(EVKS)  (Amiryousefi  et  al.,  2012;
Amiryousefi, 2015) was used in the study to
measure  the  subjects'  vocabulary
knowledge. EVKS is an extended version of
VKS  (Paribakht  &  Wesche,  1993a,  1993b;
Wesche & Paribakht, 1996). To compensate
for  the  problems  attributed  to  VKS  by
scholars  such  as  Wolter  (2005)  and  Milton
(20090  as  not  being  able  to  measure  word
relations  and  multiple  meanings,
Amiryousefi  et  al.  (2012)  and  Amiryousefi
(2015) added three self  –report items (items
5,  6,  and  7,  Table  2)  to  it  and  classified  the
items into two major categories, namely size
and depth. Its advantage over VKS is that it
can  better  assess  different  aspects  of
vocabulary  knowledge.  Its  advantage  over
WAT  is  that  it  can  be  used  with  academic
words  such  as  "aggregate,  alloy,  charge"
(  words  used  in  the  present  study)  that  do
not  associate  and  collocate  well  with  other
words  and  cannot  be  tested  appropriately
using  a  fixed  set  of  associations  and
collocations used in WAT.
 
As  shown  in  Table  2,  EVKS  has  two  major
parts:  vocabulary  size  part  and  vocabulary
depth  part.  Vocabulary  size  part  measures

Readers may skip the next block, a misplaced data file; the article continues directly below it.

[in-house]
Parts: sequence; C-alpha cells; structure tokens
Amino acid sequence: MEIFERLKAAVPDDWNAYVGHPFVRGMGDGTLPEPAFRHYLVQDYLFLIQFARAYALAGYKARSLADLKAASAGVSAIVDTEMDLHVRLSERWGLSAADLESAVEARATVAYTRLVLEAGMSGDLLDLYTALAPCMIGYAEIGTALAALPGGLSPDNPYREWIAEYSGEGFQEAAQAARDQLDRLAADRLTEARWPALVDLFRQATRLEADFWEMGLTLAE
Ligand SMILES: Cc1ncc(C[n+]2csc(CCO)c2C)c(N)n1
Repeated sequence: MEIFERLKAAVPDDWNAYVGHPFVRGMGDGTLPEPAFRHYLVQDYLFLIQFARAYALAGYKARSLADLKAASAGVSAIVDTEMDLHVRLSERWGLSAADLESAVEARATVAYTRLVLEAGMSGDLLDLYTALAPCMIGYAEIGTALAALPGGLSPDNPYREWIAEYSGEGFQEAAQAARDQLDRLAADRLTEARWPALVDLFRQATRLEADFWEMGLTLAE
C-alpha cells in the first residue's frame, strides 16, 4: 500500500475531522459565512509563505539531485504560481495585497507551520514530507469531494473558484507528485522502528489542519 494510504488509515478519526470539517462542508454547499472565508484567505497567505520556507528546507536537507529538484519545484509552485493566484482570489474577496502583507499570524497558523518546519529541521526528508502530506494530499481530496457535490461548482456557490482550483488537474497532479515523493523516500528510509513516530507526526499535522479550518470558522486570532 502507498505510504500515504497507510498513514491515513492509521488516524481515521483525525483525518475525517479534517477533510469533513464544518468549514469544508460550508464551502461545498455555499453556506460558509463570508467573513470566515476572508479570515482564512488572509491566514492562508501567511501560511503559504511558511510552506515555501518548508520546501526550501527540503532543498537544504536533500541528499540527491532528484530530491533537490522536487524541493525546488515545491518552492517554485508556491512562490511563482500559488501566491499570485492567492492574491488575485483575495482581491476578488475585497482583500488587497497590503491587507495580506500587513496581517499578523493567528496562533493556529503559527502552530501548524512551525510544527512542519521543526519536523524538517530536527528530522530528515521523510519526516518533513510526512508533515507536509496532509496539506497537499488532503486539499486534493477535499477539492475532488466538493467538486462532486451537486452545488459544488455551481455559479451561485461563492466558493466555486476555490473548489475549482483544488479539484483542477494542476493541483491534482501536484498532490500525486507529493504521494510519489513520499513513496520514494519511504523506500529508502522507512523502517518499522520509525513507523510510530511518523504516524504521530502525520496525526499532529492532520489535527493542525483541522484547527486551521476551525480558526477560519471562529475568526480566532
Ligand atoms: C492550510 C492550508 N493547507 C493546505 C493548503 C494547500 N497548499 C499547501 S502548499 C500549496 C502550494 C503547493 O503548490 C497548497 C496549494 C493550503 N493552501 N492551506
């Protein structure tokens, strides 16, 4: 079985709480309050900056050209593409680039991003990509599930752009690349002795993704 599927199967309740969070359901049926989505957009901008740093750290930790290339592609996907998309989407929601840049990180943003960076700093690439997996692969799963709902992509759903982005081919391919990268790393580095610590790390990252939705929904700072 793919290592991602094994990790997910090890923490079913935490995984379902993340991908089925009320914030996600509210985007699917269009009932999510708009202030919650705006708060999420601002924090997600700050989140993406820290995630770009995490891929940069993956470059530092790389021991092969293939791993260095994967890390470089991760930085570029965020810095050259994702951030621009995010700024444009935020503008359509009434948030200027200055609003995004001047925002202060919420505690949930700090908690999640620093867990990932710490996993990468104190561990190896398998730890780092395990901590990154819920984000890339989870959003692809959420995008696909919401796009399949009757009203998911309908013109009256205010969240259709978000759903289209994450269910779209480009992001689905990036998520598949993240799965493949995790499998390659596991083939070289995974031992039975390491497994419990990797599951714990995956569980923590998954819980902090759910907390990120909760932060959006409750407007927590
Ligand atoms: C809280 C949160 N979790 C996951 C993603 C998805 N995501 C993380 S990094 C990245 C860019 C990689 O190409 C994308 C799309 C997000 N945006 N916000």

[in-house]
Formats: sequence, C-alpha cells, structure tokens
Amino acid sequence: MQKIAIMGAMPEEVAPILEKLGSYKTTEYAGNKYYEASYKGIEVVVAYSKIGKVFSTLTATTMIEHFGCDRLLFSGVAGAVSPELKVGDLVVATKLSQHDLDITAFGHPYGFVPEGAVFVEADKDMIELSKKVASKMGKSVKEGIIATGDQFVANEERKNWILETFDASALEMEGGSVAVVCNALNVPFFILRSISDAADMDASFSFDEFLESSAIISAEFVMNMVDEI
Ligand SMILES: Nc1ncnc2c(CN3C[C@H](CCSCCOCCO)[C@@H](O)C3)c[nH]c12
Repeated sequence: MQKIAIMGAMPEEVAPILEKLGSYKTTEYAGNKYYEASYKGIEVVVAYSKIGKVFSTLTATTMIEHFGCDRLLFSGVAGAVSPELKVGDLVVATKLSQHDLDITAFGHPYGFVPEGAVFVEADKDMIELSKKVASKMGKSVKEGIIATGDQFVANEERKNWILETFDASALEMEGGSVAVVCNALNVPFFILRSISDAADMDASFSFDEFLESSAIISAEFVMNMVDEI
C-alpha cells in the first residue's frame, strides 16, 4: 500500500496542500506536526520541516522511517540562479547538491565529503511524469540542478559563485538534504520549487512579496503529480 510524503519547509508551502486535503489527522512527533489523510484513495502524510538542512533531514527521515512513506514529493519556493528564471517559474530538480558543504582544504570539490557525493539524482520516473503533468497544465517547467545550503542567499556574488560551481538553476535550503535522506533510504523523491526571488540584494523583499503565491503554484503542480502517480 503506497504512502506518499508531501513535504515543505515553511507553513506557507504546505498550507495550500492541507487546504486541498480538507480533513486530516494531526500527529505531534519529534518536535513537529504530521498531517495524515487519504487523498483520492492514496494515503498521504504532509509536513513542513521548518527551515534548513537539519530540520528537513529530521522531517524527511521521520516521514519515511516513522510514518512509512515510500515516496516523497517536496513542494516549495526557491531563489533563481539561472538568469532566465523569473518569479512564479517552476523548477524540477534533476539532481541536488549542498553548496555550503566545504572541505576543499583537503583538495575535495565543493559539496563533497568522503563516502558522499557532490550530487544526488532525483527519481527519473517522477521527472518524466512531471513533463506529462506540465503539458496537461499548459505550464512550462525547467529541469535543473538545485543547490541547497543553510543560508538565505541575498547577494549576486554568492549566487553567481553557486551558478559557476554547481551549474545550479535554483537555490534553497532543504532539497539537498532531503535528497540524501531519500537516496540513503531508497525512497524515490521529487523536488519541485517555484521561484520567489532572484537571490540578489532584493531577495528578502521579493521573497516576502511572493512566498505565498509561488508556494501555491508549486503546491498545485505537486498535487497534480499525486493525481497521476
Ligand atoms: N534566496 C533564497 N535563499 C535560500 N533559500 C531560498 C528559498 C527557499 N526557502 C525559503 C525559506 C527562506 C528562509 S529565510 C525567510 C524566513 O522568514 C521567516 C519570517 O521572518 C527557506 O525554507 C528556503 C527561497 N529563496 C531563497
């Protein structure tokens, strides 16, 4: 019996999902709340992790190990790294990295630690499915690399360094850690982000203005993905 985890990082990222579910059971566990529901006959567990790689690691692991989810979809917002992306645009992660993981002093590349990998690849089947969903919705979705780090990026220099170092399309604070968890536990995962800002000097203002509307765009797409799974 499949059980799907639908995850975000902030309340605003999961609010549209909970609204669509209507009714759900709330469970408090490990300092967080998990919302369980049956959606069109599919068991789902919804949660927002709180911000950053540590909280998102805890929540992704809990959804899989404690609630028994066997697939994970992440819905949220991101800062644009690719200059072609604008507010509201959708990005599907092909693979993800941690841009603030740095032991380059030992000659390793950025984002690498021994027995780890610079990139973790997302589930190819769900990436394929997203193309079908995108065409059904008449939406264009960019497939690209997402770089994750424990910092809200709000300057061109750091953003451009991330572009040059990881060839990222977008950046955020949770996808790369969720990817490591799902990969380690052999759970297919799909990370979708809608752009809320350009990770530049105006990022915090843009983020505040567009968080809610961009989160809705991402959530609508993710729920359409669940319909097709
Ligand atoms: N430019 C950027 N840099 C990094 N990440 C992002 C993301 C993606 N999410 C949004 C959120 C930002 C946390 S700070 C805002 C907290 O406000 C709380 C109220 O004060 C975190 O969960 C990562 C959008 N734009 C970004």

the  size  of  vocabulary  knowledge  in  four
levels ranging from total unfamiliarity to the
ability  of  providing  the  correct  meaning  of
the intended word.  
 
The  size  part  determines  the  familiarity  or
non-familiarity  of  the  subjects  with  the
given word based on their responses to four
response  categories  available.    If  the  first
response  category  is  selected,  it  shows  that
the  given  word  is  totally  unfamiliar.  The
second  respond  category,  however,  shows  a
very  loose  remembrance  of  the  word  form
but  not  its  meaning.  By  selecting  this
category  the  subjects  indeed  report  that  the
form  is  rather  familiar  but  the  meaning  is
not.  As  the  purpose  of  vocabulary  teaching
is  to  help  students  to  get  familiar  with  the
form  and  meaning  of  a  word  on  one  side
(vocabulary  size)  and  its  other  meanings,
relations  with  other  words  and  its  usage  on
the  other  side  (vocabulary  depth),  the  first
and  the  second  response  categories  of  the
size  part  do  not  have  any  specific  values  in